Professional Practices and Power Lines

Published 14 Feb 2017

Public concerns on possible health risks from residential exposures to low-strength, low-frequency electric and magnetic fields became a major focus of scientists and government officials. In 1991, the National Academy of Sciences (NAS) was asked by the United States of America Congress to review the researches conducted on the effects from exposure to electromagnetic fields and determine whether the scientific basis was sufficient to assess health risks from such exposures (Miller et al., 1996; Moulder, 2006).


Health Effects

According to studies (ELF Electric & magnetic fields: health effects & exposure guidelines, n.d.), biological material being affected by electromagnetic fields depends on the frequency of the source. It usually acts as waves but at times, it acts like particles especially at high frequencies. The particle nature of electromagnetic energy is important because it is the energy per particle (or photons) that determines what biological effects electromagnetic energy will have (Possible health effects of exposure to residential electric and magnetic fields, 1997). These photons are believed to have abilities to break chemical bonds (called ionization) because it has enough energy (Moulder, 2006).

The ionizing and non-ionizing characteristics of electromagnetic fields and biological effects lead to researches on its possible carcinogenic effects to humans. The International Agency for Research on Cancer (IARC) is the one responsible for cancer research for the World Health Organization. IARC reported in 2001 that “overall, extremely low frequency magnetic fields were evaluated as possibly carcinogenic to humans, based on the statistical association of higher level residential extremely low frequency (ELF) magnetic fields and increased risk for childhood leukemia (Miller, et al., 1996; Repacholi, 1998).” However, studies are still underway to determine if ELF exposure can influence cancer promotion or co-promotion (Electric and magnetic fields, 2003).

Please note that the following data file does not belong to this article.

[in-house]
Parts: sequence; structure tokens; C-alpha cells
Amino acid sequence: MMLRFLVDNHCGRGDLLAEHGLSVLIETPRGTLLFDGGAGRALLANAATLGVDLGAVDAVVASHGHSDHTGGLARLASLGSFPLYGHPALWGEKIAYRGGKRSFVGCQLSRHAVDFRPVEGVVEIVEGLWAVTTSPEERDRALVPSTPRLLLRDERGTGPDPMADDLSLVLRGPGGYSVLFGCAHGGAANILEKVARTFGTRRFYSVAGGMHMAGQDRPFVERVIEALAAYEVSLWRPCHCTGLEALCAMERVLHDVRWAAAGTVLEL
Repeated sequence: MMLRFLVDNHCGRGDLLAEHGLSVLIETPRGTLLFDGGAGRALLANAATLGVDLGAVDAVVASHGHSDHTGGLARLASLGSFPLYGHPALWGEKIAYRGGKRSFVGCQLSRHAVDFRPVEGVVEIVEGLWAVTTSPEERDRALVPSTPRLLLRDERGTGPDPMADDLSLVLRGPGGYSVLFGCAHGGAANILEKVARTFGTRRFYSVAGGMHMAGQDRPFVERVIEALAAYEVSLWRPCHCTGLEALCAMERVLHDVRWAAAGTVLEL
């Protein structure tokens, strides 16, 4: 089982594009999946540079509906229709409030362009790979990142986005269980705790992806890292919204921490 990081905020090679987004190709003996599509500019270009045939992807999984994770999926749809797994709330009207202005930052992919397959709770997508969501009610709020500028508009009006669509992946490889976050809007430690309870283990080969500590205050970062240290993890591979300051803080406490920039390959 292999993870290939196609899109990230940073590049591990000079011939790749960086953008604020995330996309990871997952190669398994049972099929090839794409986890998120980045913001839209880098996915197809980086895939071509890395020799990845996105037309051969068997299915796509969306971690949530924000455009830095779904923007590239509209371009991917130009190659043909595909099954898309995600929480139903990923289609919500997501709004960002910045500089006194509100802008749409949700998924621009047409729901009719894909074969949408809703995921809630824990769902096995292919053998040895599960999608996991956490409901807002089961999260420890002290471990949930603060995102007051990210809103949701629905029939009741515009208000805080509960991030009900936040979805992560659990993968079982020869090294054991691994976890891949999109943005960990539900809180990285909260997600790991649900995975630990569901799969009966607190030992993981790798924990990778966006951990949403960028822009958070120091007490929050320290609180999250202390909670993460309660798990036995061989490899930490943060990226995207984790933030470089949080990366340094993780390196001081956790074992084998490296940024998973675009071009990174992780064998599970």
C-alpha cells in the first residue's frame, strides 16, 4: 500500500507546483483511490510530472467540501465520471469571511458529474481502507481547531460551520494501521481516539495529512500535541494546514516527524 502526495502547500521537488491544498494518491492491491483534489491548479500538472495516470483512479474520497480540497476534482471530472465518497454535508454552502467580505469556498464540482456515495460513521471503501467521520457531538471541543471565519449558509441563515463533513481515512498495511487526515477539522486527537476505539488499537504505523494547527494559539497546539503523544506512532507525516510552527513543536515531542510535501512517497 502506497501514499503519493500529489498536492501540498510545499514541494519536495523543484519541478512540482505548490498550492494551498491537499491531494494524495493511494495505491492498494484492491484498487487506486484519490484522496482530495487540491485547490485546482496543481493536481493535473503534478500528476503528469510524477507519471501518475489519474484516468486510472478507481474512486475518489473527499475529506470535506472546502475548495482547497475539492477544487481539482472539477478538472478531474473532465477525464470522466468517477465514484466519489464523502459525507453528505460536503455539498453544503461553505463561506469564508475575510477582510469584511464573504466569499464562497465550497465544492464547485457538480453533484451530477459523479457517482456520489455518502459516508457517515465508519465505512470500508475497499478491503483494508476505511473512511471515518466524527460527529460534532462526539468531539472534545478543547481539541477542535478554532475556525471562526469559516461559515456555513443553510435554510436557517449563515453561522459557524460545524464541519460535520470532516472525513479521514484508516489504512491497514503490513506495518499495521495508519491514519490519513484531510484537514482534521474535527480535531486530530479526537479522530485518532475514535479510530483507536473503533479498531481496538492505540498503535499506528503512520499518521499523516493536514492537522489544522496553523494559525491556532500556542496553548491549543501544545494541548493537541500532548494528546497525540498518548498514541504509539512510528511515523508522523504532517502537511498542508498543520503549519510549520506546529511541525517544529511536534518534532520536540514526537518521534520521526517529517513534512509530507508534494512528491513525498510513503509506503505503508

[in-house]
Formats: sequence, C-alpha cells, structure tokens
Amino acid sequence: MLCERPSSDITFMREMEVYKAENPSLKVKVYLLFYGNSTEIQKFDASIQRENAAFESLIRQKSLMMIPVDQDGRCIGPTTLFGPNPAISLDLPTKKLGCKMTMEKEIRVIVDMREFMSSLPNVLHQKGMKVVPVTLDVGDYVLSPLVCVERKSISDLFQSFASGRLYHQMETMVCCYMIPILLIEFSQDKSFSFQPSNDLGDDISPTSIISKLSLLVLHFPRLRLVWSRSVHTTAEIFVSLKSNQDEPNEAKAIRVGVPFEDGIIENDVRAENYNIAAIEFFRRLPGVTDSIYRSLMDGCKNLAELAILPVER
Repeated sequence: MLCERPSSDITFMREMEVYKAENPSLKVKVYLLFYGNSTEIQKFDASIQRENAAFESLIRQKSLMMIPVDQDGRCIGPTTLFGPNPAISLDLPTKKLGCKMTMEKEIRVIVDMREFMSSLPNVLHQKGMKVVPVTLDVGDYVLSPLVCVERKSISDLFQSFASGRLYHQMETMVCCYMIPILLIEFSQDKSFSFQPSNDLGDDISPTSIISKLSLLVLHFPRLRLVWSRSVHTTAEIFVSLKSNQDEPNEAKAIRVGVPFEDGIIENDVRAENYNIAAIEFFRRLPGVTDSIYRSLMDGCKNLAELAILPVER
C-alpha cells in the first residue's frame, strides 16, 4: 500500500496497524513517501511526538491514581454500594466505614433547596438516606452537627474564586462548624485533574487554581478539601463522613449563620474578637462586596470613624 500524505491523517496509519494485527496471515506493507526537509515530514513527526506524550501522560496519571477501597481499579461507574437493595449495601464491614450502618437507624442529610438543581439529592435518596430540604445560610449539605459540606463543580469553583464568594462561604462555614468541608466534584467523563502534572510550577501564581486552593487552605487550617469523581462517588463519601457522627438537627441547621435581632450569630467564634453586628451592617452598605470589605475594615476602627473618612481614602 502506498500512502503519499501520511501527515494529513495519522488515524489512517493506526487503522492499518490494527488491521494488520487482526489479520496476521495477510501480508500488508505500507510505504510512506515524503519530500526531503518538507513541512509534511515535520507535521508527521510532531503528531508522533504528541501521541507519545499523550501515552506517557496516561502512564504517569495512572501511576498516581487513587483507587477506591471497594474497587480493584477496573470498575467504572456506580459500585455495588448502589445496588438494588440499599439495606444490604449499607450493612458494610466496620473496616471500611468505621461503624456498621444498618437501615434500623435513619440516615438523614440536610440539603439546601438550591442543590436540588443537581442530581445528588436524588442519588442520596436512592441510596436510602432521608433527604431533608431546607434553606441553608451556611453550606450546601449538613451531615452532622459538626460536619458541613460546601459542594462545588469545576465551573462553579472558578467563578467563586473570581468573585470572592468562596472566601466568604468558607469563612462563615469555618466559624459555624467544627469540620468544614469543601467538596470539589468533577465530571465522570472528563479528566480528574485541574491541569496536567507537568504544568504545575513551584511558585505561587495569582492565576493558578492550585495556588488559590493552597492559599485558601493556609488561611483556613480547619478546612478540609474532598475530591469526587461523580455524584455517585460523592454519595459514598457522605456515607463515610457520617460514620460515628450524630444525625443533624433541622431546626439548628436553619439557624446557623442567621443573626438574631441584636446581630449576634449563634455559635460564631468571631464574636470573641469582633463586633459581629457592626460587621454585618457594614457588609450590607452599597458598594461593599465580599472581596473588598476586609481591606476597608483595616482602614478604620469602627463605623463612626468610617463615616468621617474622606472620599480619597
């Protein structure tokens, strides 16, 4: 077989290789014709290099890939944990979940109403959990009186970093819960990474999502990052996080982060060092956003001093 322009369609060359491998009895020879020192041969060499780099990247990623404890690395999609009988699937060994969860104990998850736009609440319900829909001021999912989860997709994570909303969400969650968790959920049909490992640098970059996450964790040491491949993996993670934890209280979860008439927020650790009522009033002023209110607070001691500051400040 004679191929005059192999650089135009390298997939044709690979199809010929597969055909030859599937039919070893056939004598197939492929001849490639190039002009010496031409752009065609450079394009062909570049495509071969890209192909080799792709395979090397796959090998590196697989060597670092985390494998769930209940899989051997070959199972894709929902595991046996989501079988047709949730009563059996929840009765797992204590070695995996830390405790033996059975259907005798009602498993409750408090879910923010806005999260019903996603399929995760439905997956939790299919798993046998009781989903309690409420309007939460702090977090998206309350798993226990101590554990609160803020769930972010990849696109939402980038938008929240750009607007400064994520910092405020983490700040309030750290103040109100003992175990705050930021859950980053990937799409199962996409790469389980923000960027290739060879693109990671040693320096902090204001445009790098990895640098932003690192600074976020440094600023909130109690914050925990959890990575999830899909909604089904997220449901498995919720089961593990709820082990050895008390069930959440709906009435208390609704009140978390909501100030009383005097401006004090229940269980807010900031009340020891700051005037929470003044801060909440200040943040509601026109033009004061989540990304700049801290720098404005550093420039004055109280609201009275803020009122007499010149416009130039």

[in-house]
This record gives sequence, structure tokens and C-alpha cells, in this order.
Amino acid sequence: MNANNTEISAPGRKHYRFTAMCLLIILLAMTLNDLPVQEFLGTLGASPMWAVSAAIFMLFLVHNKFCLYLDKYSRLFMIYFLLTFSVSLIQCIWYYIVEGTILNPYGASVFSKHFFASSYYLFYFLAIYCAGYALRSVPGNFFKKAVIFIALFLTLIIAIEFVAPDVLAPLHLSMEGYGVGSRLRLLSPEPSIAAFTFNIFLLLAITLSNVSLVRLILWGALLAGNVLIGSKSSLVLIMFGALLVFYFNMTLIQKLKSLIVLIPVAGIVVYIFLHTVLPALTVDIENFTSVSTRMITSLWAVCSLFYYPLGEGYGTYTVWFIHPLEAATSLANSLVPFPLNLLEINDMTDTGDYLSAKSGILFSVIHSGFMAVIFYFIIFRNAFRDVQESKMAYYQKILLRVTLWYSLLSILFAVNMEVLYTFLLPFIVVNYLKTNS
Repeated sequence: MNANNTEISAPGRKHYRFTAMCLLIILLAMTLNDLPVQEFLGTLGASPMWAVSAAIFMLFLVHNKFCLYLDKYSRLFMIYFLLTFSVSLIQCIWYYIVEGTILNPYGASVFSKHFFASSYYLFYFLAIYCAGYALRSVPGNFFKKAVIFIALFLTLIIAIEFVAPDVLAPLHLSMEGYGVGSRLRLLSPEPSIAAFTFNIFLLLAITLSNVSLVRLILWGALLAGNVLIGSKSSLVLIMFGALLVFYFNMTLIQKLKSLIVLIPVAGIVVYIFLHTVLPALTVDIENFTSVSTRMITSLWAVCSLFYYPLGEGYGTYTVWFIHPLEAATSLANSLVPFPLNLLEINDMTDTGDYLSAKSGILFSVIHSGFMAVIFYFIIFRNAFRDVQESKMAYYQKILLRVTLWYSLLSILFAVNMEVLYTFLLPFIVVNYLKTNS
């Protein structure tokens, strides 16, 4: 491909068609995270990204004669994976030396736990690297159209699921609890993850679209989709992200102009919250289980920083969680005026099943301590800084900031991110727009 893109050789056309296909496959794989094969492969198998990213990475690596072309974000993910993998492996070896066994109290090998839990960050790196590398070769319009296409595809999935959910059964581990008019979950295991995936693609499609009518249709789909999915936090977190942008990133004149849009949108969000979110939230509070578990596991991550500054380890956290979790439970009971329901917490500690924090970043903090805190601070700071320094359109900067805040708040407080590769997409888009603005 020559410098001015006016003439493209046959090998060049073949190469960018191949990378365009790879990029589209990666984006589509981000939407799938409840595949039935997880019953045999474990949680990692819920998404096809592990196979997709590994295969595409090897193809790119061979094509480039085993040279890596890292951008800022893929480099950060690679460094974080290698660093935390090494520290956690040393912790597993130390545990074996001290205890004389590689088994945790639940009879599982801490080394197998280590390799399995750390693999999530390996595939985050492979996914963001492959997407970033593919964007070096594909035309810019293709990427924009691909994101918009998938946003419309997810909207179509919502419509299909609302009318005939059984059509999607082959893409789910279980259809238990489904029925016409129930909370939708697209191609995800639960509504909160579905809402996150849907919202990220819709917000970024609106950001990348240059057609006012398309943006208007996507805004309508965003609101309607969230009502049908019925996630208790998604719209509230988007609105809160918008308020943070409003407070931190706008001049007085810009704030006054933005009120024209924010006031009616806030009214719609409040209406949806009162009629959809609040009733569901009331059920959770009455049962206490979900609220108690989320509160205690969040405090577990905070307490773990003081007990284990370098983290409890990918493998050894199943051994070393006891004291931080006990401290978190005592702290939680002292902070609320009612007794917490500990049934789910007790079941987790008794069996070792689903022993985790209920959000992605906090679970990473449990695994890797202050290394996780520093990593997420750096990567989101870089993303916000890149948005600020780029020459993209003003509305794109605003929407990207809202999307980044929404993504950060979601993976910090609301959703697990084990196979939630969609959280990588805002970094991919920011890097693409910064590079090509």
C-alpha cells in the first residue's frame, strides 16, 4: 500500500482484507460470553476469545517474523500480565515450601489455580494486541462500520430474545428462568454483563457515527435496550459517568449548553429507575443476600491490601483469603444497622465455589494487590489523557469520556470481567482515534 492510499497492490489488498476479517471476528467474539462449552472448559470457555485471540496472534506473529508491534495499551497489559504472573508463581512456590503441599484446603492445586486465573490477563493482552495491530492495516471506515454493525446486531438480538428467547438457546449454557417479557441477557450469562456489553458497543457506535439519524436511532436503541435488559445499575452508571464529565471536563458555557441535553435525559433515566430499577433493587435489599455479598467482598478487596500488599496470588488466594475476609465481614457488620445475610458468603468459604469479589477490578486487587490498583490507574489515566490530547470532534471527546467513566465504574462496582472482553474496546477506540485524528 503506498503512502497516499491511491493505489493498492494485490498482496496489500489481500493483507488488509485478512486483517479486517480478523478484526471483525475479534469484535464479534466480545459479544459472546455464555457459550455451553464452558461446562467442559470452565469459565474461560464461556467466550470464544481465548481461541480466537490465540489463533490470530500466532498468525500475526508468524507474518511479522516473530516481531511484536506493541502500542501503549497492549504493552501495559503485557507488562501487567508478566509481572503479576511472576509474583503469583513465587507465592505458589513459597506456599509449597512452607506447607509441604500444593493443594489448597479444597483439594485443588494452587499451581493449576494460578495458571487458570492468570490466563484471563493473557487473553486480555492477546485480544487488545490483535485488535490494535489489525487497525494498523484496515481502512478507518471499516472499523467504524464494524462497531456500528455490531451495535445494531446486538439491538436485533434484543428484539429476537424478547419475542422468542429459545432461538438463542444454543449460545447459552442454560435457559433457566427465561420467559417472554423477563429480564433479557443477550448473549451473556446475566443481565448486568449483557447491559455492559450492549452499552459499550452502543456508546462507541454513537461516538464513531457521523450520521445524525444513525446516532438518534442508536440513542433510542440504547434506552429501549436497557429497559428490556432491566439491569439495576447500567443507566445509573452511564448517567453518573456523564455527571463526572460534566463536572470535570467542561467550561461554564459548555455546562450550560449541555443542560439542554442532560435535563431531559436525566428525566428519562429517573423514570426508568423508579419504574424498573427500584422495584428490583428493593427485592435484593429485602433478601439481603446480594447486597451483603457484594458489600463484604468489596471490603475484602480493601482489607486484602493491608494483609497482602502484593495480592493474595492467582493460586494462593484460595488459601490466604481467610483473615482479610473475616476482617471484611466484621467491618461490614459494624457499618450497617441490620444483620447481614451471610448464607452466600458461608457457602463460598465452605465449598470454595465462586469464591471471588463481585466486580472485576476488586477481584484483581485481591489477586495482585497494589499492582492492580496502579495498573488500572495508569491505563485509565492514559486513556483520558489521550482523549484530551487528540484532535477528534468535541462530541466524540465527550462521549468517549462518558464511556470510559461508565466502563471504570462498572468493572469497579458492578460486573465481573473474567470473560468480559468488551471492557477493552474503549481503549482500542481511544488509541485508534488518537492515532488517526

Laboratory studies on humans exposed to intense electric and magnetic fields produced no observed changes in blood pressure, body temperature, sleep, appetite or physical functions (Electric and magnetic fields, 2003). Other studies showed mood and behavior unchanged in human subjects (Repacholi, 1998).

The use of cardiac pacemakers and other implanted electromedical devices was also reported to be affected by strong electromagnetic fields (Repacholi, 1998). WHO then suggested manufacturers of such devices to manufacture less susceptible electromedical devices to EMI. These fields were shown to cause electromagnetic interference (EMI) and may be more of a threat than a benefit to the patient. It was suggested that these patients must consult their doctor for possible susceptibility to EMI.

Environmental Effects

The electromagnetic fields were known to lower the dielectric constant of the water due to the resultant partial or complete destruction of the hydrogen-bonded network (Moulder, 2006; Electric and magnetic fields, 2003). In addition to the breakage of hydrogen bonds, electromagnetic fields may perturb in the gas/liquid interface and produce reactive oxygen species (Electric and magnetic fields, 2003). These changes in hydrogen bonding may effect carbon dioxide hydration resulting in pH changes. This consequently decreases the quality of soil and affects agriculture and economic output, especially on areas highly dependent on agriculture as source of living. It also affects ground water, thus, affects public health of the community dependent on it.